Generalizability of a two-factor measure of young children's suggestibility in Norway and the USA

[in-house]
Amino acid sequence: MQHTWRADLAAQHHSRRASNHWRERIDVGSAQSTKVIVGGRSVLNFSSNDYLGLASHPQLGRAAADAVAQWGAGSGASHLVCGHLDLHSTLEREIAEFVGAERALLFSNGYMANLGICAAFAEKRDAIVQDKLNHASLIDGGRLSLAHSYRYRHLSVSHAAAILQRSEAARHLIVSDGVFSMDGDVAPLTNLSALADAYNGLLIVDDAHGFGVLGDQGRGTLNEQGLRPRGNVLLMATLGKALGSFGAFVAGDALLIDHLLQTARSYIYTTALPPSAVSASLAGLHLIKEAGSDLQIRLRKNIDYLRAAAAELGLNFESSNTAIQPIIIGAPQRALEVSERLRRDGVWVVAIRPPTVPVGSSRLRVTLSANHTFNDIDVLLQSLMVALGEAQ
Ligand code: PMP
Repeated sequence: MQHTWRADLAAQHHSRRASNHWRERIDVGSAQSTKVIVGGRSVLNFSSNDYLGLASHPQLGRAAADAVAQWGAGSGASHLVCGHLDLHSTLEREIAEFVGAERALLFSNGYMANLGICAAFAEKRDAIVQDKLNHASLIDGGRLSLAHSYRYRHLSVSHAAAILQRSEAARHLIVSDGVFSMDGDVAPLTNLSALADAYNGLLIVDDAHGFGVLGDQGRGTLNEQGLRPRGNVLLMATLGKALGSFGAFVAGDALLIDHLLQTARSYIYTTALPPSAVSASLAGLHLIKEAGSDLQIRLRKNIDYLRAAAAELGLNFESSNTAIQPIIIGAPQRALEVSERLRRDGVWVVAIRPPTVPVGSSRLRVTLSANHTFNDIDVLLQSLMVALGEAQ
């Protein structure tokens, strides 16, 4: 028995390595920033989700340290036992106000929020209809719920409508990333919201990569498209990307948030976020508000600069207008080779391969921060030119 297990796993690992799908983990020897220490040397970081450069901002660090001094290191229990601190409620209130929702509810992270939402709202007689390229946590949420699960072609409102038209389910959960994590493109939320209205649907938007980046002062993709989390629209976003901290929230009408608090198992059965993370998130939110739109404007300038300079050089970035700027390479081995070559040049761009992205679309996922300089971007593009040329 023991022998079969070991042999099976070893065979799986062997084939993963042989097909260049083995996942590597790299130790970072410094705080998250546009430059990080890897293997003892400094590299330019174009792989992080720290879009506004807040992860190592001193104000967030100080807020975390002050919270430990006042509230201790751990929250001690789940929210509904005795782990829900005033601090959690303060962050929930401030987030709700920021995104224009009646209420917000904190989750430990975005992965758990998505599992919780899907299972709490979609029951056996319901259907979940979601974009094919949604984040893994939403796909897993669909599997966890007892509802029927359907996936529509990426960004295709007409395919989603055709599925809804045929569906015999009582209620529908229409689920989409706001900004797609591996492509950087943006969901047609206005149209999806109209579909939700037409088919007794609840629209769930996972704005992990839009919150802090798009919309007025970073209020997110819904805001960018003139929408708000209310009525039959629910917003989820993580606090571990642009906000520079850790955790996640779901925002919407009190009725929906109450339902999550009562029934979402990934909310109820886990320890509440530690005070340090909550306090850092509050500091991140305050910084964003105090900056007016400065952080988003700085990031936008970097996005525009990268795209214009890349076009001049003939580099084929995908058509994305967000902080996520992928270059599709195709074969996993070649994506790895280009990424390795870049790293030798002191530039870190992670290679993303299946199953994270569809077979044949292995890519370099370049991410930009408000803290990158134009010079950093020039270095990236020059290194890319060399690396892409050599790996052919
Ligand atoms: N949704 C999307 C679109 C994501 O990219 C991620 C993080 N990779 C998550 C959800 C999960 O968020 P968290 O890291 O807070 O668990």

We discuss the development of the Book Suggestibility Scale for Children (BSSC), a two-factor suggestibility measure developed as an alternative to the Video Suggestibility Scale for Children (VSSC; Scullin & Ceci, Personality and Individual Differences, 30, 843–856, 2001). In study 1, both the BSSC and the VSSC were administered to 60 American preschool children. Children responded affirmatively to inaccurate leading questions (Yield) and changed their answers in response to negative feedback from interviewers (Shift) in a similar manner on both scales. In study 2 we found that the BSSC was useful for studies of suggestibility in contexts other than America because 62 Norwegian preschool children responded to questions in a similar manner to an age-range and vocabulary matched group of 31 American children. Results support a two-factor model of suggestibility, although Yield appears to measure suggestibility across scales and situations more consistently than does Shift. American age-matched samples had significantly higher Shift and Yield 2 scores than the Norwegian sample.
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